The union representing full-time firefighters in Sudbury believes city councillors Gerry Montpellier and Michael Vagnini have broken the law by harassing the city's fire chief.
CBC News has learned that Kris Volpel, president of the Sudbury Professional Firefighters Association, wrote to Kevin Fowke, Sudbury's general manager of corporate services, earlier this week, as a follow-up to a harassment complaint levelled against Montpellier and Vagnini.
In the letter, Volpel says their original complaint against the councillors filed with the city in March, has not been dealt with properly.
The association feels fire chief Trevor Bain has been consistently harassed by the councillors, who made "bullying" comments in the news media and social media.
The letter to Fowke was later amended, with both councillors' names removed before being posted as a link on the association's Facebook page.
"The fire chief is working in a really toxic work environment because of this type of treatment and I feel a responsibility to bring that forward," says Kris Volpel, the president of the firefighters association, saying he made the complaint under the new provisions added to the Ontario Health and Safety Act as set out in Bill 168.
Montpellier told CBC News he is aware he is one of the councillors accused of harassment.
"The [Sudbury Professional Firefighters] very clearly put it on their website that they are investigating or have been, or in the future will investigate me," Montpellier said.
"I never, ever at any one time mentioned the fire chief's name in any way shape or form ... they're not going to make threats about investigating me without proving it."
Harassment of fire chief began in March, union says
That harassment has allegedly continued even after the complaint was filed with the city in March.
"I've been observing the behaviour continue," says Volpel. "The commentary seems to be very much disparaging type remarks with the intention to humiliate the fire chief."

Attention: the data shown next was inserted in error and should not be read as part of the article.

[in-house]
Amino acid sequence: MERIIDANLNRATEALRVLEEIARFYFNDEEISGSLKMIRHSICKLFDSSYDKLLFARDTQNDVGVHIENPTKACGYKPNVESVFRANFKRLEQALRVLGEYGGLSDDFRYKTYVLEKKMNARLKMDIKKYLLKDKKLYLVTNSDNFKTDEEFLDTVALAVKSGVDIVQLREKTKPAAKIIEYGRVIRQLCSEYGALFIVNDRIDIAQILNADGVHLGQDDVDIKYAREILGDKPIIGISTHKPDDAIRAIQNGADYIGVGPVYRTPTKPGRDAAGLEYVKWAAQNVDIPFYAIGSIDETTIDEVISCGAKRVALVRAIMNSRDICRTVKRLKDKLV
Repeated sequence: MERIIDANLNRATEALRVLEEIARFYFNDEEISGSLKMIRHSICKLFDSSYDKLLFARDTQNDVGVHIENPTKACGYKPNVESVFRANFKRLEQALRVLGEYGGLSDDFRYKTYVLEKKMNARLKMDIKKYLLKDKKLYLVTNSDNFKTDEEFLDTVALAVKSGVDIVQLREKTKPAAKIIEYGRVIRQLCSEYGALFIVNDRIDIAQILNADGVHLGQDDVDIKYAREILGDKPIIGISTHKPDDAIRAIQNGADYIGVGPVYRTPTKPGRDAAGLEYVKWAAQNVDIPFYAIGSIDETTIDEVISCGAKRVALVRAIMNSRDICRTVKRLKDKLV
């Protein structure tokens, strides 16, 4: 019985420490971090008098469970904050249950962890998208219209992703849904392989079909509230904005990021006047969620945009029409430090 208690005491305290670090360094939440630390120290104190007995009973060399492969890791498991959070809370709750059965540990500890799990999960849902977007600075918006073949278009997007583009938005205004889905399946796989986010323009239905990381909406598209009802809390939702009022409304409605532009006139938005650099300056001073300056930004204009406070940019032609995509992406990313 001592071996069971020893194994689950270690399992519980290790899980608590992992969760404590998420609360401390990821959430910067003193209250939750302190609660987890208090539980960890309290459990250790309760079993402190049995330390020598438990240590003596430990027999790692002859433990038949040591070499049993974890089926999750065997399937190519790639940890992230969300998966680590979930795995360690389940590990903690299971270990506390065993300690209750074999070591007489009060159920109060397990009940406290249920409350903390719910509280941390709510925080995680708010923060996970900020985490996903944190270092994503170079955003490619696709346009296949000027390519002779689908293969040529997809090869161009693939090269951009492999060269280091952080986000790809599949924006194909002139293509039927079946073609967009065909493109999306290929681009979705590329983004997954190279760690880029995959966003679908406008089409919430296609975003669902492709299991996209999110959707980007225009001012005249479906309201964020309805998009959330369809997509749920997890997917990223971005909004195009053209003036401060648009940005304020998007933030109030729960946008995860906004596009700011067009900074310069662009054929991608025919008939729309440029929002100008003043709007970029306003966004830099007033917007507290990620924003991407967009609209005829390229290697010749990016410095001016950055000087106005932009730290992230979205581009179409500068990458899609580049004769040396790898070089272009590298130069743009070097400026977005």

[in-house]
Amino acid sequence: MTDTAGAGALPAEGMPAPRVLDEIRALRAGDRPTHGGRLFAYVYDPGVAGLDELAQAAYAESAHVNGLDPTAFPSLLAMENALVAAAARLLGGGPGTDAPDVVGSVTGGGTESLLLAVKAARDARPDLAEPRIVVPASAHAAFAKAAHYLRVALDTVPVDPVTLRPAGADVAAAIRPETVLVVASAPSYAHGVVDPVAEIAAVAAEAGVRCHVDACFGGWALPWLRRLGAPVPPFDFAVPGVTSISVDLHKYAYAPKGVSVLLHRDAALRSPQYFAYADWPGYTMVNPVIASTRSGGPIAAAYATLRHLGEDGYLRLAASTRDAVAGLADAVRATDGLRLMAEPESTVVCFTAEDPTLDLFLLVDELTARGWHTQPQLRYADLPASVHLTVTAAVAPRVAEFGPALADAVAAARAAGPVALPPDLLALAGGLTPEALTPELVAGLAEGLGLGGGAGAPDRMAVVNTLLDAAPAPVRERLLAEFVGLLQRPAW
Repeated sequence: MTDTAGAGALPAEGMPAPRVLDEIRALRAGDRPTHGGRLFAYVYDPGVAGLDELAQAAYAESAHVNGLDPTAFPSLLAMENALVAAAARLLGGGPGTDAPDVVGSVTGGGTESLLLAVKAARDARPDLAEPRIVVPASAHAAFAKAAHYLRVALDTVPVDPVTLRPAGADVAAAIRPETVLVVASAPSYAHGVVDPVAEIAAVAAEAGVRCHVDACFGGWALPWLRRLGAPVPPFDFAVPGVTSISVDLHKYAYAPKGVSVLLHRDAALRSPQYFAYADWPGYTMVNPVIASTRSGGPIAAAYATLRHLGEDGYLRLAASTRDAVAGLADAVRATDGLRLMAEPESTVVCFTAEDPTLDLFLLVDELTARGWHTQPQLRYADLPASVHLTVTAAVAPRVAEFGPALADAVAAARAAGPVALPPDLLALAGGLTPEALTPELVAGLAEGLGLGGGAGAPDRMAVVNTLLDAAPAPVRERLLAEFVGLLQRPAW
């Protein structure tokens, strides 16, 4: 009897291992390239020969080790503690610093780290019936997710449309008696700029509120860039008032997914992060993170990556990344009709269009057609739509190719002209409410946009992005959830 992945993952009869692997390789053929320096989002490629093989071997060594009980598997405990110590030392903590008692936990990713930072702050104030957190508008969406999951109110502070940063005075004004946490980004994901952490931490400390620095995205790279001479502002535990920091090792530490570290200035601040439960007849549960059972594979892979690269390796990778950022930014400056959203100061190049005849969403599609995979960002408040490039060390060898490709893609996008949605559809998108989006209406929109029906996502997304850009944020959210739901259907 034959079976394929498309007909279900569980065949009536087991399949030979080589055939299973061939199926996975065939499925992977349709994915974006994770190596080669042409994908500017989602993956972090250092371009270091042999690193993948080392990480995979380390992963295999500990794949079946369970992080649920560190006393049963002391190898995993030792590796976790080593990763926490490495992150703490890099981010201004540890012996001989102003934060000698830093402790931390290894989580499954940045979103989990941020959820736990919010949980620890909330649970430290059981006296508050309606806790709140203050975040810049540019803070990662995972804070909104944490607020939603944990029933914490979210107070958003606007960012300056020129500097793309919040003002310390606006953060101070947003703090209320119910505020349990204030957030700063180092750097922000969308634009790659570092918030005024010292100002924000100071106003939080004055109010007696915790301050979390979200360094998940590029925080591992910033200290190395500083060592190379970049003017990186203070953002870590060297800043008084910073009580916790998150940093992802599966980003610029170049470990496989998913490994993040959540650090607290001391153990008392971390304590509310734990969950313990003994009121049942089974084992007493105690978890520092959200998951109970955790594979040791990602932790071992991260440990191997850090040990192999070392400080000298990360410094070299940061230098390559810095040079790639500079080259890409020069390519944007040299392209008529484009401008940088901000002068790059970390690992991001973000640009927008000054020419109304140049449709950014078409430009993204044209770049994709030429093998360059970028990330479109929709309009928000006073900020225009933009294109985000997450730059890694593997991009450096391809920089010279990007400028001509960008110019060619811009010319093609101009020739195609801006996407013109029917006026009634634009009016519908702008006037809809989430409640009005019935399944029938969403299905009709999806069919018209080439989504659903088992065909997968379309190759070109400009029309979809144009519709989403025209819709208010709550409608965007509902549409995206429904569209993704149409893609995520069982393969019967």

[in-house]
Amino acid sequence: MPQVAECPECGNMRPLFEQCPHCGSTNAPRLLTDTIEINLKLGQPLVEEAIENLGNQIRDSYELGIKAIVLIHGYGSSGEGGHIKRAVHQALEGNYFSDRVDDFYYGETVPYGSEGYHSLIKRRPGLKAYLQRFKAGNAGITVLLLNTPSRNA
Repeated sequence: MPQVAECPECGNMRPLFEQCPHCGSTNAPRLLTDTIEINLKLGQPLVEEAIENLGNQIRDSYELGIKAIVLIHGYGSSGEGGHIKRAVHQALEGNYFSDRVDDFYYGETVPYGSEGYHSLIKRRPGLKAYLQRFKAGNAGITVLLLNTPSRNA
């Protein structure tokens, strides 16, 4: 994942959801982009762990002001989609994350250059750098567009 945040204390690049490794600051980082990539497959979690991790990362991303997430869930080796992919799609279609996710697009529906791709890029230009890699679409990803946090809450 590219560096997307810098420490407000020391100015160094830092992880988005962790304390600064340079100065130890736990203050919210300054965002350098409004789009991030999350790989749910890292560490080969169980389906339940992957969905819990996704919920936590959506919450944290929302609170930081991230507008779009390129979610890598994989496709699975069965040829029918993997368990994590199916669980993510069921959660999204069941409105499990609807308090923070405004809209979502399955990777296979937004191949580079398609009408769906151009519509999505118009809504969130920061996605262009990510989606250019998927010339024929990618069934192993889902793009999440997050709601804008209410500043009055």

Volpel is calling for the Ministry of Labour or another third party to conduct an investigation.
Privacy a concern, city won't comment
In an email to CBC News, Marie Edsall, a communications manager with the city, wrote they take all workplace related complaints seriously, and their response follows municipal policies and relevant government laws.
Edsall also wrote: "There are a number of mechanisms available to employees ... to resolve these types of complaints."
She added the city will not be providing further comment, in order to respect the privacy rights of the individuals in question.
Continuing controvery around dismissal of firefighters
The union's complaints come as the controversy surrounding the discipline of 11 volunteer firefighters in Sudbury continues.
Eight volunteers were reprimanded and three dismissed by city staff recently, allegedly for comments made on social media regarding their opposition to the city's proposed optimization plan, the union said.
City council held a closed door meeting on Wednesday to discuss the issue. In an email to CBC News, Mayor Brian Bigger said council "gave direction to staff" at the meeting, but did not provide details.
Bigger declined an interview, but in the email he says he is confident the grievance process will come to a fair conclusion.
"In respect to the allegations of the SPFFA, these matters are confidential and should not be discussed in a public forum. I was not a party to the meeting the SPFFA makes reference to and thus cannot comment further," Bigger wrote.